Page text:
Texas company to provide Southeast's ER with doctors
Friday, March 30, 2012
A Texas-based company has been hired to provide physicians for SoutheastHEALTH's emergency department and hospitalist program.
The hospital has entered into a multiyear agreement with EmCare Inc., which provides physician staffing at more than 500 hospitals in 40 states. The company provides doctors to seven hospitals in Missouri, including most recently Center Point Medical Center in Independence, Mo., said David Copple, vice president of business development for EmCare.
Southeast currently employs 12 emergency room physicians and nine hospitalists, who care for patients during their stay at the hospital. Those doctors will be offered contracts with EmCare, said Dr. Robert Sarama, interim chief medical director.
They'll have the opportunity to be employed by EmCare at Southeast or work for EmCare as independent contractors, he said.
"Throughout the United States, health care is getting more and more complex, and our ability to deliver it in the most effective and efficient manner is getting to be stretched," Sarama said.
EmCare was selected after a three-month search when the three largest companies that provide emergency physician services were considered with input from Southeasts' physicians, said Sarama, who has worked with other services like this at other hospitals throughout his career.
A proprietary software system used by EmCare's physicians that will be compatible with the hospital's soon-to-be-installed electronic medical records system is one of its biggest benefits, hospital officials said.
"Besides his own judgment, that doctor has the backup of evidence-based medicine that's proven to be effective across the country," Sarama said. "Then when the decision is made, automatically a list of what is considered best practices and evidence-based orders are sent electronically and we get things much quicker than we can do by hand."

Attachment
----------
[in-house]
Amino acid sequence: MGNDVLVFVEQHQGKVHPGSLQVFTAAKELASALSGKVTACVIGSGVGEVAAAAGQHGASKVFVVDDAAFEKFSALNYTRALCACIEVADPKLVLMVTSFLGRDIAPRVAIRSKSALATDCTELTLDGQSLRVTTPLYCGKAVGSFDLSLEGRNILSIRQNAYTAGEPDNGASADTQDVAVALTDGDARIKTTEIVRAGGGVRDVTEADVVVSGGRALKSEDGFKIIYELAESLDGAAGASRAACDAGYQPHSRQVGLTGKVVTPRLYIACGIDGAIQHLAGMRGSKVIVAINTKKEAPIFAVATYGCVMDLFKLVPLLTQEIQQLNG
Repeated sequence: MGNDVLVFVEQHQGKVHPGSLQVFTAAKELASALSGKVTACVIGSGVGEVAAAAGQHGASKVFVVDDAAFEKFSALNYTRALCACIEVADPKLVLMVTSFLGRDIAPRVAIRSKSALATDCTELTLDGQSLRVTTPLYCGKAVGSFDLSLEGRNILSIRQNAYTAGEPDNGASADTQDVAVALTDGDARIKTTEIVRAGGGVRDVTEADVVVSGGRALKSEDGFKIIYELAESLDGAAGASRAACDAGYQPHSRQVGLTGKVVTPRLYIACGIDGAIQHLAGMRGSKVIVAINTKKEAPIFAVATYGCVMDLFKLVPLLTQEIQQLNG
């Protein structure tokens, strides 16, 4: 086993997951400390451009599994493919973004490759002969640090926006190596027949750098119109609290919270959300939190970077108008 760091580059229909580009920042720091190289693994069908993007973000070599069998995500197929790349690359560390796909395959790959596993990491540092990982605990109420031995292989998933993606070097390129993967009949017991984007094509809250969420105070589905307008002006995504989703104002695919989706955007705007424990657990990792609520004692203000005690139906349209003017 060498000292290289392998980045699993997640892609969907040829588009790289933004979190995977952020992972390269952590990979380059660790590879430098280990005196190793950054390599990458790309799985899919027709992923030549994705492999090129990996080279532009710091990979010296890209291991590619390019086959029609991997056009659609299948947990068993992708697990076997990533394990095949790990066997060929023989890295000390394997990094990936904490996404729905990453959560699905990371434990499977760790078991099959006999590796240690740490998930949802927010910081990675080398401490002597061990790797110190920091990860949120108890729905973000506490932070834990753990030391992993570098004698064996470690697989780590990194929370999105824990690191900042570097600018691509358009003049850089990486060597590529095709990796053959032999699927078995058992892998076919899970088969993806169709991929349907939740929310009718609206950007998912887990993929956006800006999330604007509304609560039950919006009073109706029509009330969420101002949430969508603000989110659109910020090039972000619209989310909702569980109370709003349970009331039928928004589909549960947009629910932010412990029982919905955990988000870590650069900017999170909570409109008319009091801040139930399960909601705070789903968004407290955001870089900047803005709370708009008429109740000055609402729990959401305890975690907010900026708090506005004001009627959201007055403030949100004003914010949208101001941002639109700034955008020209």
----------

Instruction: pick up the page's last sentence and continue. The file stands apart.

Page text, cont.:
Other benefits include economy of scale, the ability to learn from other institutions and reductions in physician recruitment costs, hospital officials said.
Cape Girardeau physician Dr. Eric Morton, who is not employed by either Cape Girardeau hospital, said he is worried about the quality of patient care at Southeast under the new arrangement.
He's worked with some emergency room physicians and hospitalists at Southeast for nearly 20 years and during that time built a relationship with them that will now be lost, he said.
"The people that are going to be calling me, I don't know who they are. I don't know how they were trained. I don't know how adept they are or how good their clinical skills are. It leaves me with a level of discomfort and, I hate to say, fear," said Morton, a physician at Women First. "I will be much more nervous about their evaluations."
Morton said the physicians that work for staffing companies like EmCare are typically transient and may only be in the community for a short amount of time.
EmCare will use the same staffing model used by the hospital and work to have physicians who stay in the community, Sarama said.
"The idea of having a revolving door doesn't make business sense. It makes no quality sense," Copple said.
He said EmCare has 40 board-certified physicians residing in Missouri and more than 100 with Missouri medical licenses working for the organization throughout the country. The company also has a 97 percent retention rate with its physicians.
Baylor Medical Center in Dallas was the first hospital to partner with EmCare for emergency services nearly 40 years ago, Copple said. Demand for the company's services have been growing in recent years and it's branched out to also provide anesthesia and radiology services to hospitals as well.
Jim Limbaugh, vice president of planning and business development at Southeast, called the hospital's partnership with EmCare an upgrade, but noted those areas were already performing well. About 40,000 people visit Southeast's emergency department each year, Limbaugh said.
The efficiencies gained by hiring EmCare will help the hospital provide more value to patients, Sarama said.
"The goal of Southeast is to be the value provider for Cape Girardeau," he said. "We know a number of people, about a third, leave Cape Girardeau for medical care. Southeast wants to be on the leading edge of bringing those people back."
Nurses and other support staff in the emergency services department will continue to be employed by Southeast.
1701 Lacey Street, Cape Girardeau, MO